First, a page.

When is your next race?

Whilst many people would choose one key event per year, others will find themselves with more than one ultra event in a 12 month cycle. If these two events are close together you are going to have to accept that both are going to be compromised and how you recover between the events is going to be key to your ability to finish them and do your best. Ideally two races of this nature would have a good period between then allowing for some down time, as well as a build and transition period. If this is not the case, it’s probably better to accept that one race is going to have less focus than the other. The more disciplined you are in running your B race conservatively the better you will be able to perform in your A race. This is relatively easy if your A race comes first, but requires much more psychological fortitude if it is after the B race. Either way races like this close together will need to be managed carefully with either complete rest in between or, if you have managed to race conservatively you may feel ready to train after a week or so. Of course, either way you will have gained in fitness from doing the first race, whether this was your key event or a B race, the trick is to recover sufficiently enough to benefit from the fitness gained in the race.

How Fit Are You?

The amount of base fitness, or Chronic Training Load, can determine how hard you will find your run, so long as you are sufficiently rested in both cases. For someone with a lower Chronic Training Load, they are going to have to dig far deeper to achieve the mileage required on race day than someone with a higher chronic load, as can be seen in the two athletes below.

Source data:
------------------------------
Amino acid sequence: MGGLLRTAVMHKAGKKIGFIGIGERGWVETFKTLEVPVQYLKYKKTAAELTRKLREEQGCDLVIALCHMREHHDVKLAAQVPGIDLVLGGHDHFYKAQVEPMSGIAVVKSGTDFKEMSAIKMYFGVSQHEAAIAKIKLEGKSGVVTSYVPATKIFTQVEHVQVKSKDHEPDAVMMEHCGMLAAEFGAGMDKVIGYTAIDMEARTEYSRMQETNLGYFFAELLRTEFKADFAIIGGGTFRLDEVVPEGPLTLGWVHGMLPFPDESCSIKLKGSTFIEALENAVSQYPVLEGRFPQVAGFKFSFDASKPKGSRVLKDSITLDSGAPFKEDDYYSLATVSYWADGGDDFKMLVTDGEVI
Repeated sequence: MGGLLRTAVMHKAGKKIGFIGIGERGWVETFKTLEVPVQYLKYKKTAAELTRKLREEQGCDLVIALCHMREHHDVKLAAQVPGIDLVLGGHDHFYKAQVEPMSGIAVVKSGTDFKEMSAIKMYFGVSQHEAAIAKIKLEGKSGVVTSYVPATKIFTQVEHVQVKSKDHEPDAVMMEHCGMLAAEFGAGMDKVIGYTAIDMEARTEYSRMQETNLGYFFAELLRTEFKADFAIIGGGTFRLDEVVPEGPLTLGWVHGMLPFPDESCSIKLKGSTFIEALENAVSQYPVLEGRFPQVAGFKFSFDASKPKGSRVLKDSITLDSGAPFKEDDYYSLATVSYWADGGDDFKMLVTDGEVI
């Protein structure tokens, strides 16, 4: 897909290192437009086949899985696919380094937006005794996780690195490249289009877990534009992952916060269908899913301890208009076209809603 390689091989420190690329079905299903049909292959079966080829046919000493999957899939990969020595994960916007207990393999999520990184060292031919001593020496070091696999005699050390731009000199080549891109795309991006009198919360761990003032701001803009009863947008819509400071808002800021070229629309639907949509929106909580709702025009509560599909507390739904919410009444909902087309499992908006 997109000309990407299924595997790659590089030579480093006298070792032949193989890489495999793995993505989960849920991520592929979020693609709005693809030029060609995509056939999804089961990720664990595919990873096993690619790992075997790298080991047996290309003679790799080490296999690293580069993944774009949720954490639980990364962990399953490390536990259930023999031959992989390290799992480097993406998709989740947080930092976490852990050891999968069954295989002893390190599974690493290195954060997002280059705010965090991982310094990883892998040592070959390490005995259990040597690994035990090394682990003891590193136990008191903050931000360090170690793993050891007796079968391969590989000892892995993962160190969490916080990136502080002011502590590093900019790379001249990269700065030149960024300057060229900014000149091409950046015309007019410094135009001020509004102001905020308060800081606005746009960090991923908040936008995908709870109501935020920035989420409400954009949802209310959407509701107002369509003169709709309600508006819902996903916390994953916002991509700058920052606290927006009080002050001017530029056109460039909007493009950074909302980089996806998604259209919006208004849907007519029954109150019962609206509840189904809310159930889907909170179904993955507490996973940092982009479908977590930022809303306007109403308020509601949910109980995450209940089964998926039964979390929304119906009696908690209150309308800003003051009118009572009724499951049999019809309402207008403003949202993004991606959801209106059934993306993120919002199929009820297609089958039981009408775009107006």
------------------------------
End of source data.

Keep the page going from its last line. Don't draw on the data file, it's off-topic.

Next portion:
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Whilst both athletes have a good history of training with periods of over-reaching followed by recovery, were they both to attempt the same ultra on the 20/11/2020 the second athlete would clearly have to dig deeper to complete the race than the first due to their differing chronic training loads. Clearly the second athlete is in a down period as can be seen from the steadily reducing chronic training load. However, it’s also clear that the first athlete in general carries more Chronic Training Load so even earlier in the season when both athletes were training hard the first athlete is likely to be able to support the stress of an ultra event more than the second (which is to be hoped, as the second athlete was not training for an ultra event!)